Clinical Development and Trial Operations

Protocol Design and Cost per Patient Benchmarks

Clinical Development and Trial Operations

$1,995.00

Minimize trial cost and delvelop more efficient clinical operations.

  • Staff trials appropriately using KPIs like patients per CRA and sites per CRA.
  • Use per-patient cost benchmarks to guide budgeting decisions.
  • Adopt a patient-centric approach to protocol design and patient recruitment/retention.
  • Create realistic trial protocols that balance scientific needs and patient needs.
  • Description
  • Additional information

REPORT HIGHLIGHTS

Clinical cost drivers may include trial location, required medical procedures, manufacturing costs and, in some cases, the need to supply a comparator drug. Developed from quantitative and qualitative research, our study contains benchmarks and best practices to overcome major clinical challenges, including trial cost management and patient recruitment delays.

Clinical Development and Trial Operations: Protocol Design and Cost Per Patient Benchmarks

  • Publication Date: November 2013
  • Pages: 221
  • Chapters: 5
  • Metrics: 500+
  • Charts/Graphics: 147

Data have also been split by therapeutic area:

  • Arthritis
  • Autoimmune
  • Cardio & Thrombosis
  • Cardiovascular Diseases
  • Central Nervous System/Neurology
  • Dermatology
  • Diabetes (Type 1)
  • Diabetes (Type 2)
  • Endocrinology/Metabolic Diseases (non-diabetes)
  • Gastroenterology
  • Hematology
  • Immunology/Vaccines (non-Autoimmune)
  • Infectious Diseases
  • Inflammation (General)
  • Mental Health / Psychology
  • Musculoskeletal
  • Oncology (Phase 1-4)
  • Respiratory
  • Rheumatic Diseases/Rheumatology
  • Urology
  • Virology
  • Women's Health

Key performance indicators such as cost per patient, trial duration, patients per clinical research associate (CRA) and patient recruitment and retention are presented for all development phases. Where possible, the data are split across 25 commonly recognized therapeutic areas.

Report Features

The average delay in a clinical trial’s durations is 25% beyond the expected timeline. The report includes recommendations from experienced drug developers and CROs that have implemented best practices for minimizing clinical trial delays, managing non-performing sites and accelerating site initiation and contracting. Furthermore, the report’s data reveal how much time and money companies should invest to not only plan for trial delays, but also to avoid them completely. Compare per-patient costs for each drug development phase in 25 therapeutic areas.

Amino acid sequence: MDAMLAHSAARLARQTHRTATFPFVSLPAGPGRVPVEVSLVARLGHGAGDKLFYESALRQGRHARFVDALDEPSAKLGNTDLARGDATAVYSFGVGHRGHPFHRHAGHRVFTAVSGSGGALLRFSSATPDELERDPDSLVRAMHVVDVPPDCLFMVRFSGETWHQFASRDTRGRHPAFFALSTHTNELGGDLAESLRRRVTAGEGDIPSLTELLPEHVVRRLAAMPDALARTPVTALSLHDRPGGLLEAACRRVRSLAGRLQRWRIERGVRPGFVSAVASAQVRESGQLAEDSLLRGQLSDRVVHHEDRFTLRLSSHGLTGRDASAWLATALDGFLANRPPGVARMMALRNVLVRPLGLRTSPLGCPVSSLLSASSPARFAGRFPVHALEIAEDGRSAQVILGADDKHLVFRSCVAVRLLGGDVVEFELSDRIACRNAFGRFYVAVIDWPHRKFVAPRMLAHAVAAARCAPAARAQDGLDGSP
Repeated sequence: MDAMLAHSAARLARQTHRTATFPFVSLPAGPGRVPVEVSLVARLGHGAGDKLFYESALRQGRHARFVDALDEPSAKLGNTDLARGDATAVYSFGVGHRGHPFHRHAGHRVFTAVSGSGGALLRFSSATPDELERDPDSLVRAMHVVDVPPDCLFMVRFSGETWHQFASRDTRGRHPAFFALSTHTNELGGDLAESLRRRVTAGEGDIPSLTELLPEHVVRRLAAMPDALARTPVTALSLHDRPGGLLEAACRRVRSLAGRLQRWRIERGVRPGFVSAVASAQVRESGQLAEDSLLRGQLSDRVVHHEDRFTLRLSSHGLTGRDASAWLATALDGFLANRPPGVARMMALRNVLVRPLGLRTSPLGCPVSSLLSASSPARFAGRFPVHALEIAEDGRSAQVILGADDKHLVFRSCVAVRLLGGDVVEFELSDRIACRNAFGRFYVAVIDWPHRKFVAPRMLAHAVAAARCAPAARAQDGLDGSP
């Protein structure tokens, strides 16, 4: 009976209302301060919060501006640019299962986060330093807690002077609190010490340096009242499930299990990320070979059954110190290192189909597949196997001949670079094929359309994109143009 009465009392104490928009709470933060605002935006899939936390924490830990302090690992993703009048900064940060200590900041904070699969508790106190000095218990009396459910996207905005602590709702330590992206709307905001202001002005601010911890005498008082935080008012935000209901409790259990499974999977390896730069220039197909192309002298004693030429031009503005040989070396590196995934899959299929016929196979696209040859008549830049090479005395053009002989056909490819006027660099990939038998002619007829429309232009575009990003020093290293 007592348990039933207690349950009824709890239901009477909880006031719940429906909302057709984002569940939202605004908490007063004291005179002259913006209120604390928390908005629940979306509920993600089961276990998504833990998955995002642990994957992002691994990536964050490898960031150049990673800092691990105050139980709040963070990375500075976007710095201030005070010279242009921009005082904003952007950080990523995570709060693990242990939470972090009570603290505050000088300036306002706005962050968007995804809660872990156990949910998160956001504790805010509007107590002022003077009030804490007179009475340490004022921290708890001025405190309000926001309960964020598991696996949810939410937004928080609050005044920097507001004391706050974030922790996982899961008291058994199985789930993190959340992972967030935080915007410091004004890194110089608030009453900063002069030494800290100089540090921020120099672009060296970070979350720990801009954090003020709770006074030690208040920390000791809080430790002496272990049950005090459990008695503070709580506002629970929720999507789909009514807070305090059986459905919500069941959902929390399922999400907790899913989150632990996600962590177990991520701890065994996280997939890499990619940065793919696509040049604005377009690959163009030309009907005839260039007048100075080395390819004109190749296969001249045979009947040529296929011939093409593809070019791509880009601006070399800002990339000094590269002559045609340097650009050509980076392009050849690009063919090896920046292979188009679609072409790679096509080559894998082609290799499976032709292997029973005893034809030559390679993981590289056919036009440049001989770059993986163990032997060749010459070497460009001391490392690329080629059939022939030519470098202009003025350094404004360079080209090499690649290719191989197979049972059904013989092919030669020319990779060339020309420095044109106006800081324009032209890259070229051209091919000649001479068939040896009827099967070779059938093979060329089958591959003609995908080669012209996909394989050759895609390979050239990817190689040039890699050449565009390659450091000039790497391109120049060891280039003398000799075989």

Reason To Buy

Sponsor companies share the need to recruit experienced trial staff to run clinical studies. Several factors — including development phase and therapeutic area — drive trial staffing decisions. The report provides key recommendations for vendor/CRO management. Benchmark your company’s clinical outsourcing performance using detailed metrics for more than 450 trials across multiple therapeutic areas. Use this report to learn how companies improve investigator and site support through patient-centric protocol development. Create understandable and easily implemented protocols that remove large burdens from the patients.

Target Audience

Directors, VPs, global managers and clinical trial managers can benefit from this reports. Findings will help clinical executives minimize trial costs and create realistici trial protocols that balance scientific needs and patient needs.

Chapter Example

The healthcare industry has seen several major shifts over the past five years. Austerity measures have strained the reimbursement climate in many EU countries and caused government payers to scrutinize each new drug like never before. Healthcare reform in the US has the potential to add coverage for 30 million uninsured Americans. As a result, pharmaceutical companies must work even harder to gain favorable formulary placement with private payers. While there are several regional differences, one thing is universal: regulators and payers want more data. With the stakes raised, the value of that data has never been higher. For a new drug, regulatory approval is no longer the finish line. Clinical development teams must arm their commercial organizations and market access teams with the most useful data, as early as possible.